In less than a years’ time, heads of state will come together in a summit and agree upon the global development agenda for the foreseeable future, in one fell swoop determining the fate of millions of disabled children around the world.
Tomorrow the International Day of Persons with Disabilities (IDPwD) will be celebrating its 22nd year and as the international community gears up to finalise negotiations on the new development agenda in the form of the Sustainable Development Goals (SDGs), the day is more important than ever. Particularly, in light of the day’s subtheme of inclusive development which has specific implications for children and their families.
When making a case for disability inclusive development the figures speak for themselves. Over a billion people in the world have some form of impairment (WHO), 80% of disabled people live in developing countries (UNDP) and up to a staggering 98% of disabled children remain out of school (UNESCO).
Even so, the mainstream development agenda of the past 15 years has persistently overlooked or sidelined issues of disability or more worryingly, included disability as a tokenistic afterthought to its rational. Indeed, disabled people are not mentioned in any of the 8 goals or 21 targets of the Millennium Development Goals (MDGs) and less than 1% of aid currently targets the needs of older people or disabled people (Handicap International).
This year the IDPwD has an opportunity to once and for all focus global attention onto issues of disability and to ensure that disability inclusive development is fully mainstreamed in any post-2015 development agenda that emerges.
I was recently surprised when a well-educated, well-informed group of friends responded to the fact that disabled people represent the world’s largest minority with scepticism and incredulity. We need to combat this public detachment from the issue and treat this year’s IDPwP as a unique opportunity to rally the wider-public in holding global decision makers accountable to the rights and needs of disabled children. Indeed, in order to publicly expose the barriers that children people face and demand recognition of these barriers in a global development discourses, this year we must shout louder.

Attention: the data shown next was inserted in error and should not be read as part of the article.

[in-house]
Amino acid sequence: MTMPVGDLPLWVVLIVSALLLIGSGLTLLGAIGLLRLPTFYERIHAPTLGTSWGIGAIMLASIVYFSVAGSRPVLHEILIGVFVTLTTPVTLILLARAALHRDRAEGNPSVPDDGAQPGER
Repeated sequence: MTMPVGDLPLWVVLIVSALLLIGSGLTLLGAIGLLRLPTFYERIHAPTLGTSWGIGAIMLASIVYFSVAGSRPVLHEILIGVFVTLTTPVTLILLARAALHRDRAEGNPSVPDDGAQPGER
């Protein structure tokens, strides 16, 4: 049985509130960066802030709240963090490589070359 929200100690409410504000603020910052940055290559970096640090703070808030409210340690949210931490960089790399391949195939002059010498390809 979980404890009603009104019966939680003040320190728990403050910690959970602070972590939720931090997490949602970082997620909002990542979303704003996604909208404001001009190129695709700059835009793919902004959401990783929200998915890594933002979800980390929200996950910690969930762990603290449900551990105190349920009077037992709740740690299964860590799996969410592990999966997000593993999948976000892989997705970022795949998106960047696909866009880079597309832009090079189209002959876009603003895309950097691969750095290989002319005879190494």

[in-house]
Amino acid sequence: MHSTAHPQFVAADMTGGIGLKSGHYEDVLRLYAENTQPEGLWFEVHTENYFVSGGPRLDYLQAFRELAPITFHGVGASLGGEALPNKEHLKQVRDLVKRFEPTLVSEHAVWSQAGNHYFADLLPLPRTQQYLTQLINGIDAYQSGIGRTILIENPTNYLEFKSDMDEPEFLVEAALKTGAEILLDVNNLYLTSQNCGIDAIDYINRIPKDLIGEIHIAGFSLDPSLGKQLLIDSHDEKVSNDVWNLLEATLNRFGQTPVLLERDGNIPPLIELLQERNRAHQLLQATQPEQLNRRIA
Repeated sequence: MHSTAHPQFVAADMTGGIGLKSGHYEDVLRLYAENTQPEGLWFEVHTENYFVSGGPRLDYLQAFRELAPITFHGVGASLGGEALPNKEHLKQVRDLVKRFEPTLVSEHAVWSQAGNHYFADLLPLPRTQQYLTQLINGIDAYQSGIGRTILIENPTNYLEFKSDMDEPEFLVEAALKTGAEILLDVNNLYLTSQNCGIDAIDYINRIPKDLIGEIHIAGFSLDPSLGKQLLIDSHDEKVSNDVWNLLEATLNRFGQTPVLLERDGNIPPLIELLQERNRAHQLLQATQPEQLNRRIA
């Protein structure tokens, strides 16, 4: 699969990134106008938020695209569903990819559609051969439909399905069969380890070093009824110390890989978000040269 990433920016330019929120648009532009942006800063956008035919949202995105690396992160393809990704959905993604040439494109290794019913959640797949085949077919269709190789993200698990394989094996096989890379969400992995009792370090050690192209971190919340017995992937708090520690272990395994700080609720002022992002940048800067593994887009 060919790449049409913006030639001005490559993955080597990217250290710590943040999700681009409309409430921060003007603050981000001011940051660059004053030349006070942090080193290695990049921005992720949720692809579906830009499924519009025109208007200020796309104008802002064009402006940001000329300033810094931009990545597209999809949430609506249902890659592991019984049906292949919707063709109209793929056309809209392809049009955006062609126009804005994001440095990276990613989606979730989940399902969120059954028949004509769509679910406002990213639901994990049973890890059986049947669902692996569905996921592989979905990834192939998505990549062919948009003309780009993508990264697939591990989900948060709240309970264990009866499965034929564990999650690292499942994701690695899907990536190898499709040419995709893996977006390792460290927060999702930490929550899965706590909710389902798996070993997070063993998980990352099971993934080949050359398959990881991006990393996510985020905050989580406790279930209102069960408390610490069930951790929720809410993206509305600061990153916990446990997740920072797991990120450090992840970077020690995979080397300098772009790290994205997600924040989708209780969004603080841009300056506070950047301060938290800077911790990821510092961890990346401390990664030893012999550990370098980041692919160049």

It is worth noting that the IDPwP has particular significance this year as it is the fourth year in a row that the day has chosen to put emphasis on inclusiveness. Last week I attended a workshop on disability and inclusive development and it was noted by the group, many of whom were disabled individuals from the South themselves, that societies remain non-inclusive of disabled people due to entrenched attitudinal stigma or ignorance towards disability that generates institutional or physical barriers to inclusion..
A discussion on inclusiveness in IDPwD’s sub-themes means that, it is not enough for international decision makers to just be aware of disability or to conceive of disability as purely a physical impairment. The debate demands recognition of the social and cultural mechanisms that, exclude a disabled person from everyday life.
The current SDGs Working Group paper sets out 17 Goals, with 169 specific targets. Due to the hard work of organisations who have been advocating for the inclusion of disabled people, including AbleChildAfrica, these Goals make five mentions of disability. Nevertheless, there is still work to be done and the proposed goals are likely to go through numerous alterations before the summit next year. My hope is that this year’s IDPwD will make the most of a unique opportunity to impact the development agenda and that next year disability and inclusive development will be fully embedded within each goal and target that will shape the next era of development.
AbleChildAfrica will be engaging with the debate on the day and urges anyone interested in disability and development to do the same. Tomorrow, we will be taking questions in a live Twitter chat from 12-2pm GMT and welcome any questions or thoughts. Just use the hashtag #ACAchat and tweet @ablechildafrica to join the discussion.